“It worries us a little bit,” Yang said, “Just a little bit.” He dropped his voice to a whisper. “Policy is really tight in Xinjiang, but these last three years it’s started to tighten here too.” Hui children used to attend religious education at the mosque after school and on weekends and holidays. “This year the Communist Party forbade it,” he said, though two young boys I talked with admitted they still secretly attend classes. It seems that for all Muslims, not just those in house mosques, it will be increasingly challenging to avoid Chinese influence in their worship.
The Communist Party’s antagonism toward some religious expressions is unsurprising—it is, after all, based on Marxist-Leninist ideology and officially atheist. But China previously found it more useful to co-opt or coerce religion than to suppress it outright. Recent shifts toward the Sinicization of religion, however, are less about suppressing religion and more about limiting foreign influence.
According to Ian Johnson, a New York Times contributor and the author of The Souls of China, the government wants to limit the Abrahamic faiths that are officially recognized in China, that is, Islam and Christianity, because it sees them as too influenced by foreign ideas and trends—though Islam has a history of over 1,000 years in China, and Christianity has had a permanent presence for more than 400 years, Johnson noted. To that end, China released new regulations in 2017 on religious organizations and their activities, including an explicit ban on any unregistered religious activities. New laws and regulations always have a gradual roll-out in China so the recent crackdowns are merely enforcement of those 2017 regulations. The “soft opening” is over, which Johnson concludes will lead to increasing conflict. “You will have an even more pacified Islam that is moribund and controlled by the state, and a search for more authentic religious experiences through unofficial churches. By using more force to increase stability, the government is achieving the opposite effect,” he told Foreign Policy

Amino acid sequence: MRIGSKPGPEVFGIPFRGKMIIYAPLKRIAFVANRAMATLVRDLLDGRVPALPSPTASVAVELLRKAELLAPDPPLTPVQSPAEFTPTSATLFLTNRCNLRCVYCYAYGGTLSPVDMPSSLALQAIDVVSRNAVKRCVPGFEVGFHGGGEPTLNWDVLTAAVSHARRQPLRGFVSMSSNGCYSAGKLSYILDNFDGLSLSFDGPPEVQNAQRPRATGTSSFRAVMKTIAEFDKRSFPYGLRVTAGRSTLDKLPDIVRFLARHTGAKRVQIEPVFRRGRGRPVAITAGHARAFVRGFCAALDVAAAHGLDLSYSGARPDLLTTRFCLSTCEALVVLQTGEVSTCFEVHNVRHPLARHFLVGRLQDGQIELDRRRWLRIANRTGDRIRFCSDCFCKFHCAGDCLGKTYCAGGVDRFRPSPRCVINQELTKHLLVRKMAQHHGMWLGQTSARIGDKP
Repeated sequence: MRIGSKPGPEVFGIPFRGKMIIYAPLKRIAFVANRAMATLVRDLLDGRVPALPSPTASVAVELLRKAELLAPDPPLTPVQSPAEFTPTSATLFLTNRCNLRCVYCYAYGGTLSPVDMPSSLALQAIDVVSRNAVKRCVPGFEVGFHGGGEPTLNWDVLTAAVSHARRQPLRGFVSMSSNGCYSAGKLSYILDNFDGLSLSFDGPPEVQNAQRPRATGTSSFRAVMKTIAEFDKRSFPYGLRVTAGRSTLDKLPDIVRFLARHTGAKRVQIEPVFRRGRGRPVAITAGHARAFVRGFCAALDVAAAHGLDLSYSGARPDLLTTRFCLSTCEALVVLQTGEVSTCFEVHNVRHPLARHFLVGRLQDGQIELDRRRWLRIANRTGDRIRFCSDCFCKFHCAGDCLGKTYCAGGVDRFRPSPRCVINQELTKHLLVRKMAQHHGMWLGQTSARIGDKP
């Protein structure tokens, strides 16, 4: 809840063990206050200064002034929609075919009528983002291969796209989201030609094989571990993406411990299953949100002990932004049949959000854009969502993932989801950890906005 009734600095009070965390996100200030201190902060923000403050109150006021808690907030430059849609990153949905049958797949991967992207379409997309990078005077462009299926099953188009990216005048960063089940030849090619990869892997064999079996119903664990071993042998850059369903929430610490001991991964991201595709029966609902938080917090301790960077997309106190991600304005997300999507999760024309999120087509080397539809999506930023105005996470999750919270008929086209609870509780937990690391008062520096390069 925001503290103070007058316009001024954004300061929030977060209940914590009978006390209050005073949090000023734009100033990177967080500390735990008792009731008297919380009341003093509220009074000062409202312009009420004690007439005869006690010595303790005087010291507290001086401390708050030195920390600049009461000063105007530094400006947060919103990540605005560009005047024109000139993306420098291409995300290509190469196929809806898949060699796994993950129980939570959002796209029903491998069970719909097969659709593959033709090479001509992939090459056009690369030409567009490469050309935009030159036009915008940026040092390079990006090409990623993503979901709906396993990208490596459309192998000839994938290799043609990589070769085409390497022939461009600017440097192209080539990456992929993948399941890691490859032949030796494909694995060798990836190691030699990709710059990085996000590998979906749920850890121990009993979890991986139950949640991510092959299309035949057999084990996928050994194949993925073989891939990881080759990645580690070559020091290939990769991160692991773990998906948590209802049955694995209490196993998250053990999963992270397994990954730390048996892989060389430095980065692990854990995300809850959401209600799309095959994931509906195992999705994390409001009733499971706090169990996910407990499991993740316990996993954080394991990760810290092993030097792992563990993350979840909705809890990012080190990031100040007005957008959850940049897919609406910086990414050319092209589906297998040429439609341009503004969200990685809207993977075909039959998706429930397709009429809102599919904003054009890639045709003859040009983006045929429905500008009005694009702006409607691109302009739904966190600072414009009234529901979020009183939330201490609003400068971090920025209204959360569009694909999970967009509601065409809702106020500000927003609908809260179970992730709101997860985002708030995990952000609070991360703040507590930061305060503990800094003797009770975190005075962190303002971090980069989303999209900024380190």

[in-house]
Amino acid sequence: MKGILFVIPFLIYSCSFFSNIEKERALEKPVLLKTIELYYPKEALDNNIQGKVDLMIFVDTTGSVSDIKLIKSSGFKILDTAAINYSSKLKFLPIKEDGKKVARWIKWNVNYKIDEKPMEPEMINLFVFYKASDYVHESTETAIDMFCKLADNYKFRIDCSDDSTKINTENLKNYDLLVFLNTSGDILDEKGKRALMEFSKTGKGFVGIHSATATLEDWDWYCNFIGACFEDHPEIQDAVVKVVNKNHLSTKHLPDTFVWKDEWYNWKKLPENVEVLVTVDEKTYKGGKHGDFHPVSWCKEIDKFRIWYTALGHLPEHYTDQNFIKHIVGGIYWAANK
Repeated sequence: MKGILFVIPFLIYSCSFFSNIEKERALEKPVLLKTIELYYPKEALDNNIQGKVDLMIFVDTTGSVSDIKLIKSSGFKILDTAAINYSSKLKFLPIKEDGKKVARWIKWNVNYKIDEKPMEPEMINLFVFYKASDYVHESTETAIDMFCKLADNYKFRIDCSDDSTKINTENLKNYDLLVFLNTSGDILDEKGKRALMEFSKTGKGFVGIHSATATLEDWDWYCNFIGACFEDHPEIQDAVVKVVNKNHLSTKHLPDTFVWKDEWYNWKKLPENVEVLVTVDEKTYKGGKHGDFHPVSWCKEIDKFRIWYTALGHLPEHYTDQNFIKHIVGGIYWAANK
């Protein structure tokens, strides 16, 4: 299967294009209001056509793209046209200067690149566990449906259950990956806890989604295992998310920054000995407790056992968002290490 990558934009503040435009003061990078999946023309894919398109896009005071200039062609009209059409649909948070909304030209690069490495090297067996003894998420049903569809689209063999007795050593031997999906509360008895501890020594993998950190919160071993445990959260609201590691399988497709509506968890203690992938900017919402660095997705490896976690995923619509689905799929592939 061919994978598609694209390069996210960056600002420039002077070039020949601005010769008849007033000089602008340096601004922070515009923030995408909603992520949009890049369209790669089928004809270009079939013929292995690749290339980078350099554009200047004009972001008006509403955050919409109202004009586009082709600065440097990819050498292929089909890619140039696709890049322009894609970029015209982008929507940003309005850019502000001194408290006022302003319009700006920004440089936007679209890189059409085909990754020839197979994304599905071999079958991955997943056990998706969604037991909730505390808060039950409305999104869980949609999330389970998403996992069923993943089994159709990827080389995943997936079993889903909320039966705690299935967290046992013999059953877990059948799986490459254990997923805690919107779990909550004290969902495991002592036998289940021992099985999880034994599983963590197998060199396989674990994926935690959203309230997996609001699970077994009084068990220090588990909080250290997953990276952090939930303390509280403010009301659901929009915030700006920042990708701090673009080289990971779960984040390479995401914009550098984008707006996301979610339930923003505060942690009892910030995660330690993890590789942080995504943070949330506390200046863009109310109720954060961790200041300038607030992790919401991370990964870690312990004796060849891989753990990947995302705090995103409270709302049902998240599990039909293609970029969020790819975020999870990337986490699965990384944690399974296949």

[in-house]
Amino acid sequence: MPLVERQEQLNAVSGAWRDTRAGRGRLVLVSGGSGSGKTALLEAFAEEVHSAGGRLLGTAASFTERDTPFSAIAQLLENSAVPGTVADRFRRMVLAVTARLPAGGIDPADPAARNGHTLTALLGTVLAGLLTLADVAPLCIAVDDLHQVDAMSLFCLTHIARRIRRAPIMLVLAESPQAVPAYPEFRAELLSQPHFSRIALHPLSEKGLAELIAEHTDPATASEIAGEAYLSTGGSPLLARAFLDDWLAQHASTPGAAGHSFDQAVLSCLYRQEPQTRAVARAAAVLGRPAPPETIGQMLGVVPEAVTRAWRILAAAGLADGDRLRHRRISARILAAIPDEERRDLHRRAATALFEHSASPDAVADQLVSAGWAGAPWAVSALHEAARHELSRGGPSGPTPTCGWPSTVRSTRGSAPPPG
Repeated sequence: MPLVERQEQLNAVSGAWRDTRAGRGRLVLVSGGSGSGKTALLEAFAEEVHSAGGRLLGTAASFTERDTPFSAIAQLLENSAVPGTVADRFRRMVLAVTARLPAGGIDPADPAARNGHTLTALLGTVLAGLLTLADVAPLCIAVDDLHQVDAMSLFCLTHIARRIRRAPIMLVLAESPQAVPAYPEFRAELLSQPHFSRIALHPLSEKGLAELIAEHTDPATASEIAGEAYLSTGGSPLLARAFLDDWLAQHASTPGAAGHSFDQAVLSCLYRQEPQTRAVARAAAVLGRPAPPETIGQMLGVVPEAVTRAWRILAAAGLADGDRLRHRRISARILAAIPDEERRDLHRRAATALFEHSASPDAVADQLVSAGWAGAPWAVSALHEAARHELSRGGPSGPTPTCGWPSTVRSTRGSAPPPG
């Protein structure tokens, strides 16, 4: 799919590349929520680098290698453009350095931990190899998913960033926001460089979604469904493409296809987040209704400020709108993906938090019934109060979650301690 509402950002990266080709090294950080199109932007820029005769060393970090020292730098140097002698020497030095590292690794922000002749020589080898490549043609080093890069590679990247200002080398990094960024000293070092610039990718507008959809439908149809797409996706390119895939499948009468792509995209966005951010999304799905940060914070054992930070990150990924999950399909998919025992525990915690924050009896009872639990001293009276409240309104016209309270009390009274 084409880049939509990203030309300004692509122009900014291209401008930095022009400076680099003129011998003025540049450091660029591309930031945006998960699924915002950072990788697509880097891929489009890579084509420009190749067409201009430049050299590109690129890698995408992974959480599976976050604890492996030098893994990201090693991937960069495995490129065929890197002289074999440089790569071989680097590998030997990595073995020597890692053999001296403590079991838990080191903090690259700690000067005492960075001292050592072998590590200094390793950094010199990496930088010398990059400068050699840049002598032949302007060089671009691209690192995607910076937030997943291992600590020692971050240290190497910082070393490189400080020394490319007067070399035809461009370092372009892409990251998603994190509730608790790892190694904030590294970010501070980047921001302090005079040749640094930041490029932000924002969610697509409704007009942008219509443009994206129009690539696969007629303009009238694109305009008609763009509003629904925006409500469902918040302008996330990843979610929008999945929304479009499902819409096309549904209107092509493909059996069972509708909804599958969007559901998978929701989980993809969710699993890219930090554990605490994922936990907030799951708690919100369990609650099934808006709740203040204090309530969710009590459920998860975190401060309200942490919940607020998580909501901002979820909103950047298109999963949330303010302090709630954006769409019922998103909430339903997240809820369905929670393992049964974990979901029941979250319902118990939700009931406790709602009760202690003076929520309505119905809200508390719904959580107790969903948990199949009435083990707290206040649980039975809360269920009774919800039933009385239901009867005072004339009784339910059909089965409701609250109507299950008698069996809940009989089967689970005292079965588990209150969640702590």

In Mamichang, the men finish their prayers next to the chained house mosque as the sun’s glow fades in the western sky. “We don’t know what we’ll do in the future,” one man tells me while the others roll up the royal blue carpets. They have hung a red banner on the wall behind them that quotes Xi Jinping in large white characters: “Our people have faith, our country has power, our nationality has hope.” “We love our country,” he tells me, his voice calm yet resigned. “We can only figure out one problem at a time. For now, we will just meet outside and wait and see.”
Liwei Wu is a pseudonym for a Western academic working in China.